SB There are a lot of rather well-known Japanese architects who have professorships and labs at universities, but you and Yoshi seem to be the most openly tied to academia, maybe because your projects are so much about place and research. Do you negotiate that space between practice and teaching in a more close-knit way than others?
MK We teach and work; this is the arrangement we like because we both studied at Tokyo Tech, where professors Kazuo Shinohara and Kazunari Sakamoto kept up a dialogue between research and practice, foregrounding the social aspects of architecture. Atelier Bow-Wow might be positioned to integrate these activities even more. We test ideas to see how they fit into society. Or our projects become a catch-point for two or three things, with the transduction of different media encouraging each element’s development in a feedback loop.
Also, teaching affords us contact with younger generations. These students might not have much skill yet, but they do have great ideas and perspectives. Right now I’m learning about dairy and agriculture from a student whose family runs a farm in Hokkaido.
SB Amazing. So the scope of the Made in Tokyo exhibition is bounded by the years 1964 and 2020, the period between the two Olympic Games hosted by the city. What’s the significance of this?
MK Yukie Kamiya, the director of the Japan Society, got us very interested in issues surrounding the Olympic Games. Footage from 1964 shows peace in Tokyo, a recovery from WWII and American military occupation. I was born a few years later and can recall from childhood that there was still some significant struggle between these cultures, so this strikes a chord. And at the time Japanese architects were making twenty-story housing projects instead of the traditional two or three. What happened? Some people were scared of these new buildings, as they stood for the push toward modernization. It was a moment of rapid transformation when the country still had a lot of rural zones and traditional sites. There was a strong ambivalence between urban and rural, even as projects in and around Tokyo were proposing new building techniques and forms. So we’re trying to select some interesting building types and compare them in the show.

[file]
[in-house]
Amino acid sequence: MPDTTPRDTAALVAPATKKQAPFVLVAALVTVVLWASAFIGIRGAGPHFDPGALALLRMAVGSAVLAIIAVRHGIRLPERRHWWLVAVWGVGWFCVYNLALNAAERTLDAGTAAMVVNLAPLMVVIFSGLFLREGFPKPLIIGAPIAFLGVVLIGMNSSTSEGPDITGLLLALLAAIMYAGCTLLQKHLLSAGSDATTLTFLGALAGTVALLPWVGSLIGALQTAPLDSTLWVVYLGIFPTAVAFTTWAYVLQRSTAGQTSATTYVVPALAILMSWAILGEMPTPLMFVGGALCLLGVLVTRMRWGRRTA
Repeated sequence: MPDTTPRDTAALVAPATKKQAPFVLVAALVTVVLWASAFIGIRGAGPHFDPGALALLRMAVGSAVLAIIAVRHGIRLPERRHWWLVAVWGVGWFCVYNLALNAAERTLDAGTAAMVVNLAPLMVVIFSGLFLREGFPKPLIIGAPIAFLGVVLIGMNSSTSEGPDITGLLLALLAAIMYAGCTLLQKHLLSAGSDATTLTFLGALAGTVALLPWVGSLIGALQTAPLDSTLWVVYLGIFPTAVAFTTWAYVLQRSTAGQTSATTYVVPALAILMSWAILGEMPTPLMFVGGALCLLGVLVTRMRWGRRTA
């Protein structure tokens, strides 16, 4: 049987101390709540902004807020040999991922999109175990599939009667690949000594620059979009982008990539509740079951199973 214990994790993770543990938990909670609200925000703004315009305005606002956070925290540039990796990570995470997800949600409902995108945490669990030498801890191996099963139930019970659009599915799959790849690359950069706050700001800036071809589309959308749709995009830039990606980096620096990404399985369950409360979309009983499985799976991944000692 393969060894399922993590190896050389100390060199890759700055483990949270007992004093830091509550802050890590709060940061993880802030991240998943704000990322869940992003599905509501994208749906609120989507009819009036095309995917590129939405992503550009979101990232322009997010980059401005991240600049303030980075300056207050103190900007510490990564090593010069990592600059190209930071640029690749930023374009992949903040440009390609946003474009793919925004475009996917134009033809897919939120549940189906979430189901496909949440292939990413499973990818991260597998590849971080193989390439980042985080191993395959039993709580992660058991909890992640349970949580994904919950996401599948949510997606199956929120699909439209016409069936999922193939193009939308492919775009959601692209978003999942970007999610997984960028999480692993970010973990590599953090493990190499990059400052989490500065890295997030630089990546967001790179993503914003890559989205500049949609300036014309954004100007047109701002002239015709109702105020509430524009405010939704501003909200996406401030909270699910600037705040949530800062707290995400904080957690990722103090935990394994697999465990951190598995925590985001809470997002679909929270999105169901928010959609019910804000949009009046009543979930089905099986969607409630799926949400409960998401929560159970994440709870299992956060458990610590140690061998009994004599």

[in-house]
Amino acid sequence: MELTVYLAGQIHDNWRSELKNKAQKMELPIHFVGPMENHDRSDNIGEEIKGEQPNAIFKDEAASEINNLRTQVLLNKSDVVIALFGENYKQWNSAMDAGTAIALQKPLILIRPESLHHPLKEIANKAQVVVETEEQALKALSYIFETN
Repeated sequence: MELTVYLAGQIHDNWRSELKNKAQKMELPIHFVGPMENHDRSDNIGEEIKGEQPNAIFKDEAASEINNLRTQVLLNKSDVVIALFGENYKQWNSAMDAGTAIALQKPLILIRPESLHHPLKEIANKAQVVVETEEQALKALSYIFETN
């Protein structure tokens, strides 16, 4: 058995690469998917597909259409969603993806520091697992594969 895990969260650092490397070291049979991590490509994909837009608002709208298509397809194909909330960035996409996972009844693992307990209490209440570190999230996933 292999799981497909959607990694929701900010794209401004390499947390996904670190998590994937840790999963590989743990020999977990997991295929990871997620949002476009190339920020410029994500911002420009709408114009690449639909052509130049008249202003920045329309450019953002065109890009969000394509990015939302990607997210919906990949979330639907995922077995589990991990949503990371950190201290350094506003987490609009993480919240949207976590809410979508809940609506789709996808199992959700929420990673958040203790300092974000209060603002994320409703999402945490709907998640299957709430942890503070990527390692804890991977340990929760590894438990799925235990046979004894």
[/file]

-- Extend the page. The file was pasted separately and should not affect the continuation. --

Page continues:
SB So works that are contemporary, and then some that were done around 1964?
MK It’s not so flat or generic a view as that. It’s more just our preferences.
SB My office, Studio SUMO, has done work for a university in Saitama that was founded right around 1964. I learned that there were many private universities started in the northern part of Tokyo, almost to educate a wholly new urban population and service its economy.
MK And also student demonstrations were growing stronger then, with actions in the square.
SB Do you see protests now in Tokyo?
MK Sometimes, like around issues related to the Fukushima nuclear disaster. That’s great to see but also complicated because we can’t easily switch to green energy without major redevelopment.
SB Right. Also, there’s a shift from municipal to private-sector efforts. Looking at the new Olympic stadium itself, the work seems led more by construction companies than architects.